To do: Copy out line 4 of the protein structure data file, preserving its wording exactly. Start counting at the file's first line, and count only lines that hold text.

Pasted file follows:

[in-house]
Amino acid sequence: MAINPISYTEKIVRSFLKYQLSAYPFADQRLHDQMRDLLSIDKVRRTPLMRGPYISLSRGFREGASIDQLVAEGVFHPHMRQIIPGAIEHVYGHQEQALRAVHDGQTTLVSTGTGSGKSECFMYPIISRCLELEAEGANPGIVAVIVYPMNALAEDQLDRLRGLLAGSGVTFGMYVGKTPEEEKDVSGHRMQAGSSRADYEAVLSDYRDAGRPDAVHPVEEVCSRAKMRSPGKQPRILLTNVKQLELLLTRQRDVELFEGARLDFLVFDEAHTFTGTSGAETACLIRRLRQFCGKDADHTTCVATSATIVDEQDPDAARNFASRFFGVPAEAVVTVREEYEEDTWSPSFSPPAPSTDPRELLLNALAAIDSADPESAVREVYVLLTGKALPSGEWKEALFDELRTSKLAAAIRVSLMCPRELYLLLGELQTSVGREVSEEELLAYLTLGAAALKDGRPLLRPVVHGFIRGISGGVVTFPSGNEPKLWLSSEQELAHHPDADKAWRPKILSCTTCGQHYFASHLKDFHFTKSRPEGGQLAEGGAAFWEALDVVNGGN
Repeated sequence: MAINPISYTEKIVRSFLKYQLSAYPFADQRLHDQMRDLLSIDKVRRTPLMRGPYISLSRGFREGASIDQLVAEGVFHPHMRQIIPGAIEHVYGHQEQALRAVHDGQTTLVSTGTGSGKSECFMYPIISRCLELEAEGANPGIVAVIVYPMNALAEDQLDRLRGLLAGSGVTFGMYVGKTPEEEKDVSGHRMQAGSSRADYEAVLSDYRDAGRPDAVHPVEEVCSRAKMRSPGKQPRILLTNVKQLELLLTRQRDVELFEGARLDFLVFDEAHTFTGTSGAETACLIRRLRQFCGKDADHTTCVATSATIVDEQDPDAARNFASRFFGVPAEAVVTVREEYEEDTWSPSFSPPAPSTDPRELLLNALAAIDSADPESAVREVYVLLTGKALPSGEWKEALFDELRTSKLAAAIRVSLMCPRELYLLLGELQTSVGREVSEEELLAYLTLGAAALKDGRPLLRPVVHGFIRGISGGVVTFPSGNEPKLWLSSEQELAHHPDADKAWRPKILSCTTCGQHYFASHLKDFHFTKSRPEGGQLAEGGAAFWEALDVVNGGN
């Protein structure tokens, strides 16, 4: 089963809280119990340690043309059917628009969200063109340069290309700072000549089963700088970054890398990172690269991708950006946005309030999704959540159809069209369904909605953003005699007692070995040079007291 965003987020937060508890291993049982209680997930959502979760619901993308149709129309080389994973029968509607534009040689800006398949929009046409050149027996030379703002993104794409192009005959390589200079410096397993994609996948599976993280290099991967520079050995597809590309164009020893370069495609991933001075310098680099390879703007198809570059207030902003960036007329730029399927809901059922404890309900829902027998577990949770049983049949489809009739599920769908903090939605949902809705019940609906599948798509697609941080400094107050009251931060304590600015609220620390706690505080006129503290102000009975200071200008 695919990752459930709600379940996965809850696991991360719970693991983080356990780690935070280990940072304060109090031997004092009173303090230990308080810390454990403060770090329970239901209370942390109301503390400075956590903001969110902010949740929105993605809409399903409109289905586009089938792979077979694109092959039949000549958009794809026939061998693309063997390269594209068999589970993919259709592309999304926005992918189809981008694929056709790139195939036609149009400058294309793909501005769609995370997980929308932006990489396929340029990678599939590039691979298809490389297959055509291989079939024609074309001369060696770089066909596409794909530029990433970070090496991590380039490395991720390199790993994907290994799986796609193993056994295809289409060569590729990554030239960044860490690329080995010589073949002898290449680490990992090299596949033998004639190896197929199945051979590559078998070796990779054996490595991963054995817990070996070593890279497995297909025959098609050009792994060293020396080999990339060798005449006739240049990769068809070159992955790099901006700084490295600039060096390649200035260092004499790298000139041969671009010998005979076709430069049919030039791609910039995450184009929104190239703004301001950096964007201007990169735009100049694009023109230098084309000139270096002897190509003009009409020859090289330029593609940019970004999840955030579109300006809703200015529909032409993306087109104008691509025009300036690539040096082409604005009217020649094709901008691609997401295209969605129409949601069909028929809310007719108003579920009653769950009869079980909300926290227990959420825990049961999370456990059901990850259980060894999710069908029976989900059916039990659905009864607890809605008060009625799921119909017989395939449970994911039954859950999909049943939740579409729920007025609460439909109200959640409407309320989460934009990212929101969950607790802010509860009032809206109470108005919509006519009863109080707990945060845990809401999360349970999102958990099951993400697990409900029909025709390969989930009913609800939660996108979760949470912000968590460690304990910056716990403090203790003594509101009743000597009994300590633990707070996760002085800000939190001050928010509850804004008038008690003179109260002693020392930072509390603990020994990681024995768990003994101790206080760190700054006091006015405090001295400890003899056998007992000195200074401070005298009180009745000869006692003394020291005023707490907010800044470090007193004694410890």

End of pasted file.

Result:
């Protein structure tokens, strides 16, 4: 089963809280119990340690043309059917628009969200063109340069290309700072000549089963700088970054890398990172690269991708950006946005309030999704959540159809069209369904909605953003005699007692070995040079007291 965003987020937060508890291993049982209680997930959502979760619901993308149709129309080389994973029968509607534009040689800006398949929009046409050149027996030379703002993104794409192009005959390589200079410096397993994609996948599976993280290099991967520079050995597809590309164009020893370069495609991933001075310098680099390879703007198809570059207030902003960036007329730029399927809901059922404890309900829902027998577990949770049983049949489809009739599920769908903090939605949902809705019940609906599948798509697609941080400094107050009251931060304590600015609220620390706690505080006129503290102000009975200071200008 695919990752459930709600379940996965809850696991991360719970693991983080356990780690935070280990940072304060109090031997004092009173303090230990308080810390454990403060770090329970239901209370942390109301503390400075956590903001969110902010949740929105993605809409399903409109289905586009089938792979077979694109092959039949000549958009794809026939061998693309063997390269594209068999589970993919259709592309999304926005992918189809981008694929056709790139195939036609149009400058294309793909501005769609995370997980929308932006990489396929340029990678599939590039691979298809490389297959055509291989079939024609074309001369060696770089066909596409794909530029990433970070090496991590380039490395991720390199790993994907290994799986796609193993056994295809289409060569590729990554030239960044860490690329080995010589073949002898290449680490990992090299596949033998004639190896197929199945051979590559078998070796990779054996490595991963054995817990070996070593890279497995297909025959098609050009792994060293020396080999990339060798005449006739240049990769068809070159992955790099901006700084490295600039060096390649200035260092004499790298000139041969671009010998005979076709430069049919030039791609910039995450184009929104190239703004301001950096964007201007990169735009100049694009023109230098084309000139270096002897190509003009009409020859090289330029593609940019970004999840955030579109300006809703200015529909032409993306087109104008691509025009300036690539040096082409604005009217020649094709901008691609997401295209969605129409949601069909028929809310007719108003579920009653769950009869079980909300926290227990959420825990049961999370456990059901990850259980060894999710069908029976989900059916039990659905009864607890809605008060009625799921119909017989395939449970994911039954859950999909049943939740579409729920007025609460439909109200959640409407309320989460934009990212929101969950607790802010509860009032809206109470108005919509006519009863109080707990945060845990809401999360349970999102958990099951993400697990409900029909025709390969989930009913609800939660996108979760949470912000968590460690304990910056716990403090203790003594509101009743000597009994300590633990707070996760002085800000939190001050928010509850804004008038008690003179109260002693020392930072509390603990020994990681024995768990003994101790206080760190700054006091006015405090001295400890003899056998007992000195200074401070005298009180009745000869006692003394020291005023707490907010800044470090007193004694410890």